[Ab] Resumo:IMPORTANCE: Patients' perceptions of their physician can affect subjective and objective outcomes. Physician attire influences patients' perceptions of their physician and consequently may affect patient outcomes. OBJECTIVE: To determine patient preferences for different types of dermatologist attire in dermatology medical, surgical, and wound care clinics. We hypothesized that patients in the dermatology medical setting would prefer professional attire, while patients in the dermatology surgical and wound care setting would prefer surgical scrubs. DESIGN, SETTING, AND PARTICIPANTS: This study analyzed responses to a cross-sectional, anonymous survey by English-speaking dermatology patients (aged 18 years or older) at general, surgical, and wound care clinics in an academic center in Miami, Florida. Patients who could not read and understand the survey were excluded. Participants received pictures of a physician wearing business attire, professional attire, surgical attire, and casual attire, and responded by indicating which physician they preferred for each of 19 questions. Frequencies of responses were recorded, and χ2 and regression tests were performed. MAIN OUTCOMES AND MEASURES: Response frequencies. RESULTS: Surveys were administered to 261 persons, and 255 participated and completed enough of the questions to be included in the outcome analyses (118 men, 121 women, 22 unknown [did not answer sex question]), mean (SD) age, 56.3 (18.6) years; about 49% of those who reported their sex were men; 56% were Hispanic; and 85% were white. Approximately 72% of respondents held a college degree or higher. About 63%, 24%, and 13% of respondents were medical, surgical, and wound care dermatology patients, respectively. Roughly 73%, 19%, 6%, and 2% of cumulative responses were for professional, surgical, business, and casual attire, respectively. Respondents who received a picture of a black male or black female physician were more likely to exclusively prefer professional attire: unadjusted odds ratios (ORs) 3.21 (95% CI, 1.39-7.42) and 2.78 (95% CI, 1.18-6.51), respectively, compared with respondents who received a picture of a white male physician. Nonwhite and unemployed respondents were less likely to prefer professional attire exclusively: ORs, 0.28 (95% CI, 0.1-0.83) and 0.28 (95% CI, 0.08-0.99), respectively. Respondents preferred professional attire in all clinic settings, though respondents in the dermatology surgery clinic were less likely to prefer professional attire compared with respondents in the medical dermatology clinic: race-adjusted OR, 0.74 (95% CI, 0.56-0.98). Wound care and medical dermatology respondents preferred professional attire comparably. CONCLUSIONS AND RELEVANCE: In this study, most patients preferred professional attire for their dermatologists in most settings. It is possible that patients' perceptions of their physicians' knowledge and skill is influenced by the physicians' appearance, and these perceptions may affect outcomes.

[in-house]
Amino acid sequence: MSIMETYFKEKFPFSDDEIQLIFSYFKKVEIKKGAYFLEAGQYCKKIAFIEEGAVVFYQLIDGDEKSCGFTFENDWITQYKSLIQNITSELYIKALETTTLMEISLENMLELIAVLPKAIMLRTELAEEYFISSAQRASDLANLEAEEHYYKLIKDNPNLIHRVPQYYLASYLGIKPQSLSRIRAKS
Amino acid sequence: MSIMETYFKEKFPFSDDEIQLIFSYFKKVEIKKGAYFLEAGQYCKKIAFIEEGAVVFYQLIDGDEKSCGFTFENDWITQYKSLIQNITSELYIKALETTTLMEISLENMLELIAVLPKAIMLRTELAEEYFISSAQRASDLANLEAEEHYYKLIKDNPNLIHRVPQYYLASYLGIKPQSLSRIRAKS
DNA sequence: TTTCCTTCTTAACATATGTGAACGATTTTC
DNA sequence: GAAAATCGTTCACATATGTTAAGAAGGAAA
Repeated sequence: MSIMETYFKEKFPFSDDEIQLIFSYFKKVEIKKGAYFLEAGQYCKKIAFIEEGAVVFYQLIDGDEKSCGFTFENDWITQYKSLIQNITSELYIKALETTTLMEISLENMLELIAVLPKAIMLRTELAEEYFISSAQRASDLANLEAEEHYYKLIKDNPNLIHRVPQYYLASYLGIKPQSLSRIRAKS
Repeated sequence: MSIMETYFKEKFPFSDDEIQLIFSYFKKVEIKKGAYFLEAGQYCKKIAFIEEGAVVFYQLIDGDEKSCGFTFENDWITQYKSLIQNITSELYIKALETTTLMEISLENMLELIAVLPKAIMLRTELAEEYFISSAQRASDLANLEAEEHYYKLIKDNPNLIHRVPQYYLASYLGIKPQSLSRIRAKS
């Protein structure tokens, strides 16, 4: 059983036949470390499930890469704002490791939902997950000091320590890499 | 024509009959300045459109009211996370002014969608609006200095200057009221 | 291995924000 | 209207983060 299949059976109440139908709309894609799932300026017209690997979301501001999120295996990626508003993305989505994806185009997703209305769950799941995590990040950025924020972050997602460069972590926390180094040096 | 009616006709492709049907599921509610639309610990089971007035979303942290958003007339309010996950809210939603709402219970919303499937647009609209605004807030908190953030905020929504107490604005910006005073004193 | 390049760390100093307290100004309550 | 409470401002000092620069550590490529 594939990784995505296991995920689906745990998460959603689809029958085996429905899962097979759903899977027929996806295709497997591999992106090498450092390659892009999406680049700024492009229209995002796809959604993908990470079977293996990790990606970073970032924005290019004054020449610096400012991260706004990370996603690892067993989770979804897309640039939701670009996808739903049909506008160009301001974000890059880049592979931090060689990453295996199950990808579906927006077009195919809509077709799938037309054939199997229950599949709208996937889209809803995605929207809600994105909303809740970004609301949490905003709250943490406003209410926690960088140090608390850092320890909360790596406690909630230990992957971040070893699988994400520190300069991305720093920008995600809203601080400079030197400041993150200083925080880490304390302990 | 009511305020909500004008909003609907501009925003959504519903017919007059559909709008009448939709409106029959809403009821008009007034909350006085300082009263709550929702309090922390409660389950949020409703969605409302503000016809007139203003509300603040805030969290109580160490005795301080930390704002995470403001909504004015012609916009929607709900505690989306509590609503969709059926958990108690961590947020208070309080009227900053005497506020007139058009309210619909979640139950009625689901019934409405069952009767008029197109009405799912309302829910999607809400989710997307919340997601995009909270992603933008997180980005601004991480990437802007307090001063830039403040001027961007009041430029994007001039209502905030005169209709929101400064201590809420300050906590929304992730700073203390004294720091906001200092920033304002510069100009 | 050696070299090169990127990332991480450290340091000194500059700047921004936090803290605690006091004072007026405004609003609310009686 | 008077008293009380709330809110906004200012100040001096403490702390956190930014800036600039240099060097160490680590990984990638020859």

[Mh] Termos MeSH primário: Vestuário
Dermatologistas
Preferência do Paciente
Dermatopatias/terapia
Vestimenta Cirúrgica
[Mh] Termos MeSH secundário: Adulto
Afroamericanos
Idoso
Procedimentos Cirúrgicos Ambulatórios
Estudos Transversais
Procedimentos Cirúrgicos Dermatológicos
Grupo com Ancestrais do Continente Europeu
Feminino
Seres Humanos
Masculino
Meia-Idade
Médicas
Dermatopatias/diagnóstico
Inquéritos e Questionários
Desemprego
[Pt] Tipo de publicação:JOURNAL ARTICLE
[Em] Mês de entrada:1706
[Cu] Atualização por classe:170627
[Lr] Data última revisão:
170627
[Sb] Subgrupo de revista:AIM; IM
[Da] Data de entrada para processamento:160602
[St] Status:MEDLINE
[do] DOI:10.1001/jamadermatol.2016.1186


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[PMID]:27164823
[Ti] Título:OPERATING ROOM NURSES ASSOCIATION OF CANADA (ORNAC) (OCTOBER 2015) STANDARDS FOR PERIOPERATIVE REGISTERED NURSING PRACTICE (12TH EDITION).
[So] Source:ORNAC J;34(1):20-3, 32-5, 2016 Mar.
[Is] ISSN:1927-6141
[Cp] País de publicação:Canada
[La] Idioma:eng; fre
[Mh] Termos MeSH primário: Enfermagem Perioperatória/normas
[Mh] Termos MeSH secundário: Canadá
Vestuário